Jun 272010

The mind is so complex when you’re based. 32 levels. Welcome to my world. Like I said, I’ve been ready, and it feels good to be here now. Finally realized who’s the rawest rapper: Lil B. (…)

To anybody that thought they had it, need to think again. Throw your hands up, it’s Lil B for Little Boss. I need all the based energy I can.

The production of rap music has gone through changes over the years. From pre-industrial years of block parties to rapping over disco beats to renegade producers taking control over the studio environment and rap taking over the charts. To increased commercialization and the struggle for structural independence and artistic integrity.

One big structural change in recent years is that A&R people have become obsolete. Labels will only do business with artists already established independently and locally. A hundred thousand mixtapes sold, then you can sit at the table with these people. Gone are the A&R professionals who actually sought out and coached new artists into greatness.

Complex: Why do you take that approach? Most of your songs aren’t available for download. There’s a song here, a song there. You have a random 250-song mixtape. It’s chaotic and there’s no order to it.

JonRaff If you think about it, @LilBTheBasedGod’s song collection is like the Pokemon. You have to go on a journey to collect them all. #Based

Just like Marley Marl sampling James Brown had a certain economic advantage over Brown himself plus band, Lil B has arrived steps ahead the mixtape rappers. He has further rationalized the production of rap, with himself on 24 hour www-fueled creative frenzy and with his fans performing the A&R function. They are to select and promote and spread and copy the music. Taste will be made on the internets, copied out onto the streets, copied back in. New scenes and structures are created.

A Swedish blog talks about the cultural black hole where influential rock journalists used to be. Some kind of youth project leader is quoted. He sees a lot of talented kids coming by, but everything they record come out so generic. These kids started watching MTV after the Chill Out Zone got shut down and YO! MTV Raps was ran off the block by the strip club muzak. His point: these kids have no point of reference as to what people have done before. Their ignorance of tradition limits their creativity, as to what music can be. Blog continues:

Regarding the freely copyable culture forms it seems rather that each genre or style is characterized by seperate pockets that rarely communicate. Specialized idiots in their own small section. (…)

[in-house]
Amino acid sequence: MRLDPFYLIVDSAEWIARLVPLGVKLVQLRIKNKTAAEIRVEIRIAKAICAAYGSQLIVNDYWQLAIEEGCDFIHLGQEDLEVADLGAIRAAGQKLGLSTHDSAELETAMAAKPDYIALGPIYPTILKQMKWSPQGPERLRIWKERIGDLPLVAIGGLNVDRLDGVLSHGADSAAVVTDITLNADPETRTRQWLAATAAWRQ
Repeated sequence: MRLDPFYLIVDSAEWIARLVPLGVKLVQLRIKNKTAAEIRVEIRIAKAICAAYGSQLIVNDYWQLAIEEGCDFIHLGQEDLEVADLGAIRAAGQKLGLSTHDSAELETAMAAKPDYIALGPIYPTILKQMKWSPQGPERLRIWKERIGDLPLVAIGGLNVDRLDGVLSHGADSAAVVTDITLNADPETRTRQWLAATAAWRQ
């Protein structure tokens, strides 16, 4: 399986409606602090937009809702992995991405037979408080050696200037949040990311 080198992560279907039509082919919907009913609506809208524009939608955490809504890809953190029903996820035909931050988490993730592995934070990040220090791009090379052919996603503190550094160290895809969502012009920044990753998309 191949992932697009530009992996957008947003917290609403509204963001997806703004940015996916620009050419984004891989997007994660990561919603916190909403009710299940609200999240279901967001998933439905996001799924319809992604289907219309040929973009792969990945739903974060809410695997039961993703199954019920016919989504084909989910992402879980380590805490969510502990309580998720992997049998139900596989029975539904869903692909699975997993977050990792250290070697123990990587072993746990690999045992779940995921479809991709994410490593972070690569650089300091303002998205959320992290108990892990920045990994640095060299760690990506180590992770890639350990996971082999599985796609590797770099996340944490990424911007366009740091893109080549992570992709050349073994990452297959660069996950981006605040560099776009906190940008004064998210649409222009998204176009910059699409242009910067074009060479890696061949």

They have all the MySpace pages in the world but nobody that guides them in pop culture. No editor, no map reader, nobody that highlights what is good, no matter if it sells in 10 copies, 1000 or 100 000.

This is what is called “The Death valley problem“. (…)

Everything can be found on the internets. The whole history of the world’s art, music, literature and so on is well represented. But where do you look? Someone needs to bring you the news and point out what’s relevant. You need an introduction. The cultural landscape has changed, and most of the generation born in the late 80s and early 90s has been lost in between. If nobody’s there for you, helping you, guiding you in the right direction – face down (ass up) in the mainstream.

Just like there are no real hardcore, working class men standing in the streets around the neighborhood anymore, setting examples, telling kids what right and wrong, and no mothers telling off her friends’ kids as well as her own, there are no hardcore cultural ambassadors standing in the media mainstream passing the torch to the coming generation. Real talent is not afforded there anymore (but takes it’s escape to blogs and trash print media, where less dogma apply, with the following result of either joyous newness or total perversion). Everything that’s not straight from the market division of the record companies or an absolute freak show gets no love. The economic streamlining of the media has all but done away with what is usually referred to as “the fat middles”. Continued translation from Swedish:

A lot of this type of really talented artists gained a popularity that lifted them out of obscurity saleswise, thanks to the attention that this type of open minded but at the same time autistically passionate journalists and editors could give them. That passion seems to have away somewhere else now. Many blame this on an increasing surplus, but at the same time we have the technological conditions to navigate in this surplus today. At least in theory. Until now Myspace and p2p are too decentralized and fragmented, while newspapers are too centralized. Heck, one of the most connecting forums on the net today is as a matter of fact The Pirate Bay.

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